Down in the weed choked mud, can there be some form of alien consciousness whose revelation would engender the start of a new dark age? In some subaqueous sepulchre, does some phosphorescent madness wait which may not be dead, but actually lies dreaming instead? The question reduces a humble narrator into a horrible jelly of panic and paranoid fanaticism, frozen with hysterical paralysis at the implications of a dire future suggested by the very idea.

Can anyone perceive that which lies beneath the ocean waves and discern all there is, that might be hidden in the icy darkness?

If there is - trust me, the United States Government is on top of it- and they’ve got the gear.

from wikipedia

The East River is a tidal strait in New York City. It connects Upper New York Bay on its south end to Long Island Sound on its north end. It separates Long Island (including the boroughs of Queens and Brooklyn) from the island of Manhattan and the Bronx on the North American mainland. In reference to its connection to Long Island Sound, it was once also known as the Sound River. The tidal strait usually reverses flow four times a day.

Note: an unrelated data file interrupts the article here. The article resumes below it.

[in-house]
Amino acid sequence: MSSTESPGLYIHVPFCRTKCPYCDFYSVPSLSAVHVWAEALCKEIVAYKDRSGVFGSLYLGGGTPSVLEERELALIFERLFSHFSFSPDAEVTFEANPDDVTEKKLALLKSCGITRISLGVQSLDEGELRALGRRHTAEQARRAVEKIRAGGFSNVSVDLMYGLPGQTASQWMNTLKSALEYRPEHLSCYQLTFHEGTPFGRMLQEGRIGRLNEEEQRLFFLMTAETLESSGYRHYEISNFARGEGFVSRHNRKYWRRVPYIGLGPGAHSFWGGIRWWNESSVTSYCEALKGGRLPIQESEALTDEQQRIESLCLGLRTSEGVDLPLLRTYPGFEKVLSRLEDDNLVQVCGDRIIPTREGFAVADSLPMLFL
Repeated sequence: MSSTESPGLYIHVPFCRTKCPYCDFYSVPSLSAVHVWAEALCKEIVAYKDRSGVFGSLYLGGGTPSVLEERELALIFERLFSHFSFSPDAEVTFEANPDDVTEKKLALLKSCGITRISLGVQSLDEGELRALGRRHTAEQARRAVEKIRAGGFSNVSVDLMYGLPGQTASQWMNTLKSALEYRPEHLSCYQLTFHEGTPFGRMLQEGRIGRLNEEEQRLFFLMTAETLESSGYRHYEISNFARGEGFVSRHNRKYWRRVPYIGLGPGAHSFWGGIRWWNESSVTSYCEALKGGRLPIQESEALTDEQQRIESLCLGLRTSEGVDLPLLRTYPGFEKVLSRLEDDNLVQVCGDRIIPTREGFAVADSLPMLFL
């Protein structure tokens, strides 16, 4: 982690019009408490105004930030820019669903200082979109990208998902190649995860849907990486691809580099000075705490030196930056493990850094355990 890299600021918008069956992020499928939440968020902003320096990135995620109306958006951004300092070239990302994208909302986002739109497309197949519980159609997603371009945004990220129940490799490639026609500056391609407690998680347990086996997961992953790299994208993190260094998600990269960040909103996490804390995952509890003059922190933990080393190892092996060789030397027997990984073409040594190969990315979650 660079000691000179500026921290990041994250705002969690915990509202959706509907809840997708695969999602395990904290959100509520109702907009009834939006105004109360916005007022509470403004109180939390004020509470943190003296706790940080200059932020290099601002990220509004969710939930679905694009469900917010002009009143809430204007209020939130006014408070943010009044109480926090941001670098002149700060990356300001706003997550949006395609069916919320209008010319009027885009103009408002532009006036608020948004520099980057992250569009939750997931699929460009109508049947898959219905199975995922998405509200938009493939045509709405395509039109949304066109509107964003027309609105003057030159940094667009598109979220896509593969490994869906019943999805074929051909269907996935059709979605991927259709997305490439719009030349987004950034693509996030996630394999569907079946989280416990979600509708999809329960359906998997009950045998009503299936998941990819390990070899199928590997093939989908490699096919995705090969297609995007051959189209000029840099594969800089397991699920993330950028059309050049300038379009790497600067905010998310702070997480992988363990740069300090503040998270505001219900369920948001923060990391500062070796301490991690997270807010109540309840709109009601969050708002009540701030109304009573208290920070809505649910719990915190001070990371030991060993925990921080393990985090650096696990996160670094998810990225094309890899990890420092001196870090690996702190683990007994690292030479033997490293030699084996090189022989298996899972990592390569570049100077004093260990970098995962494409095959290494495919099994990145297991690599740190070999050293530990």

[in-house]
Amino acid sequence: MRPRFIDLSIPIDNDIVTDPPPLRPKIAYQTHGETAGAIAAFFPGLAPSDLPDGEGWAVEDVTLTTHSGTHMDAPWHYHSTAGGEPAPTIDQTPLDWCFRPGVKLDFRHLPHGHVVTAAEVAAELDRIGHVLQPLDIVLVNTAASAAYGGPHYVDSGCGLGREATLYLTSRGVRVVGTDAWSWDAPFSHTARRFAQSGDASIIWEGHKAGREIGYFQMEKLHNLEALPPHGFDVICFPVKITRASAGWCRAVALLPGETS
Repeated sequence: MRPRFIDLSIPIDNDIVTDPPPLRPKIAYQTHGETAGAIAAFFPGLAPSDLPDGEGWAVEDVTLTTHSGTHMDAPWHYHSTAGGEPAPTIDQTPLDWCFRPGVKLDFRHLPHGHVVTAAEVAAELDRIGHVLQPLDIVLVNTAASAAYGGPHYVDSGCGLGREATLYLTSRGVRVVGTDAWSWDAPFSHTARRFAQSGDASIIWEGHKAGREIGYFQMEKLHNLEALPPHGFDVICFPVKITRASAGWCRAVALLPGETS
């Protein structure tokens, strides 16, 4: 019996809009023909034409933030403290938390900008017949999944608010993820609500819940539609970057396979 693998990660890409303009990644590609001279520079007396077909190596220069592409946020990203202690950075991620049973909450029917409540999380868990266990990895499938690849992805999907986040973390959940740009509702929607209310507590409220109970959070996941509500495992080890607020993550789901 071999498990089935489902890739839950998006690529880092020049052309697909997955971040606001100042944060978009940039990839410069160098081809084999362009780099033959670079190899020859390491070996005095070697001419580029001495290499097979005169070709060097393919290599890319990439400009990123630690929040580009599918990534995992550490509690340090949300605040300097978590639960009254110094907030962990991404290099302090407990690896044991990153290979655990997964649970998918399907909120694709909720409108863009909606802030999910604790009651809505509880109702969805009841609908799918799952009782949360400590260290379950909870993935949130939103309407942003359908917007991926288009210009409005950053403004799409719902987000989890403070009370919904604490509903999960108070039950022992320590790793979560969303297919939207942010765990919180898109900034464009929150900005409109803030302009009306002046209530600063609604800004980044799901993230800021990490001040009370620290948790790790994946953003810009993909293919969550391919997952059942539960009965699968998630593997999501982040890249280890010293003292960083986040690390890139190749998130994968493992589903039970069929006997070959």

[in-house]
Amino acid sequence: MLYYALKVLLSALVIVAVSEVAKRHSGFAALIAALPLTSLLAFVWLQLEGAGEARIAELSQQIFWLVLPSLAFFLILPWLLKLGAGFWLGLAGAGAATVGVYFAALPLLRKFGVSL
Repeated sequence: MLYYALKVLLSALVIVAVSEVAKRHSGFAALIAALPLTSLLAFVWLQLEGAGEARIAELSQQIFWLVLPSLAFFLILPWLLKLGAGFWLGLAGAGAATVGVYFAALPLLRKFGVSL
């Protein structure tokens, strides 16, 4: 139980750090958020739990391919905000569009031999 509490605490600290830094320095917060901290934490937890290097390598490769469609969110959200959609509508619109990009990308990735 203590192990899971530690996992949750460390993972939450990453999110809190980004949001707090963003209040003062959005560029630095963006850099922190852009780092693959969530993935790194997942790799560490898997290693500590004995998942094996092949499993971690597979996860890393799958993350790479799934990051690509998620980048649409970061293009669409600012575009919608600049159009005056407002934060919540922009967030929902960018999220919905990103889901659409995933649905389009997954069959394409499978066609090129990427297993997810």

The strait was formed approximately 11,000 years ago at the end of the Wisconsin glaciation. The distinct change in the shape of the strait between the lower and upper portions is evidence of this glacial activity. The upper portion (from Long Island Sound to Hell Gate), running largely perpendicular to the glacial motion, is wide, meandering, and has deep narrow bays on both banks, scoured out by the glacier’s movement. The lower portion (from Hell Gate to New York Bay) runs north-south, parallel to the glacial motion. It is much narrower, with straight banks. The bays that exist (or existed before being filled in by human activity), are largely wide and shallow.

- photo by Mitch Waxman

An American Palantír - gaze in wonder upon – the Ship.

It can be said that the ship you see was once a Navy vessel, the USNS Capable. Capable was a Stalwart Class Ocean Surveillance vessel, originally tasked with the collection of acoustic data as part of the anti submarine force. It launched in 1988, had 1,600 HP engines, and was 224 feet long with a 43 foot beam. It left the service in 2004, whereupon it was transferred to the National Oceanic and Atmospheric Administration (NOAA). NOAA launched the refitted vessel in 2008, christening it the Okeanos Explorer.

from oceanexplorer.noaa.gov